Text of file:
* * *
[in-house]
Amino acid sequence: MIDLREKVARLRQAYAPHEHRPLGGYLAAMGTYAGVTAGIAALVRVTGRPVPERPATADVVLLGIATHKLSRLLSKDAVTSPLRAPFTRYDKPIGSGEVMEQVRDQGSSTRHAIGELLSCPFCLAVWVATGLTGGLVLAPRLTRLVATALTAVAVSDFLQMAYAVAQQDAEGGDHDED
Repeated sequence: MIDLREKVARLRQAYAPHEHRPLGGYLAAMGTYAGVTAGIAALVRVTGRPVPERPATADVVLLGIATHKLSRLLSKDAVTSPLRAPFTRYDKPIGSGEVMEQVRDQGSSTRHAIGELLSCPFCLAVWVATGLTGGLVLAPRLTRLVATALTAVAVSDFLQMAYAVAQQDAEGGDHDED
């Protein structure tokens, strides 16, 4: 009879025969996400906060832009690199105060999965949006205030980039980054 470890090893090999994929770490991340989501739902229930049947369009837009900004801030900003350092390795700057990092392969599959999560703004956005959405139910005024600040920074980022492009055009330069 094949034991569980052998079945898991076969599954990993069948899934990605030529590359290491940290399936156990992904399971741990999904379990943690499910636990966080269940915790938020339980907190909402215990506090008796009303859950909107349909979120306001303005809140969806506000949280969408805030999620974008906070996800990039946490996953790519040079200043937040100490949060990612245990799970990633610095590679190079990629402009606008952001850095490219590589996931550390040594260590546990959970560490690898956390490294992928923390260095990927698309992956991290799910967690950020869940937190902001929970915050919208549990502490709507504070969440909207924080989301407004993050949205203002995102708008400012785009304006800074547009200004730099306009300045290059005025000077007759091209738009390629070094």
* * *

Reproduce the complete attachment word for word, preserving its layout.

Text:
[in-house]
Amino acid sequence: MIDLREKVARLRQAYAPHEHRPLGGYLAAMGTYAGVTAGIAALVRVTGRPVPERPATADVVLLGIATHKLSRLLSKDAVTSPLRAPFTRYDKPIGSGEVMEQVRDQGSSTRHAIGELLSCPFCLAVWVATGLTGGLVLAPRLTRLVATALTAVAVSDFLQMAYAVAQQDAEGGDHDED
Repeated sequence: MIDLREKVARLRQAYAPHEHRPLGGYLAAMGTYAGVTAGIAALVRVTGRPVPERPATADVVLLGIATHKLSRLLSKDAVTSPLRAPFTRYDKPIGSGEVMEQVRDQGSSTRHAIGELLSCPFCLAVWVATGLTGGLVLAPRLTRLVATALTAVAVSDFLQMAYAVAQQDAEGGDHDED
């Protein structure tokens, strides 16, 4: 009879025969996400906060832009690199105060999965949006205030980039980054 470890090893090999994929770490991340989501739902229930049947369009837009900004801030900003350092390795700057990092392969599959999560703004956005959405139910005024600040920074980022492009055009330069 094949034991569980052998079945898991076969599954990993069948899934990605030529590359290491940290399936156990992904399971741990999904379990943690499910636990966080269940915790938020339980907190909402215990506090008796009303859950909107349909979120306001303005809140969806506000949280969408805030999620974008906070996800990039946490996953790519040079200043937040100490949060990612245990799970990633610095590679190079990629402009606008952001850095490219590589996931550390040594260590546990959970560490690898956390490294992928923390260095990927698309992956991290799910967690950020869940937190902001929970915050919208549990502490709507504070969440909207924080989301407004993050949205203002995102708008400012785009304006800074547009200004730099306009300045290059005025000077007759091209738009390629070094």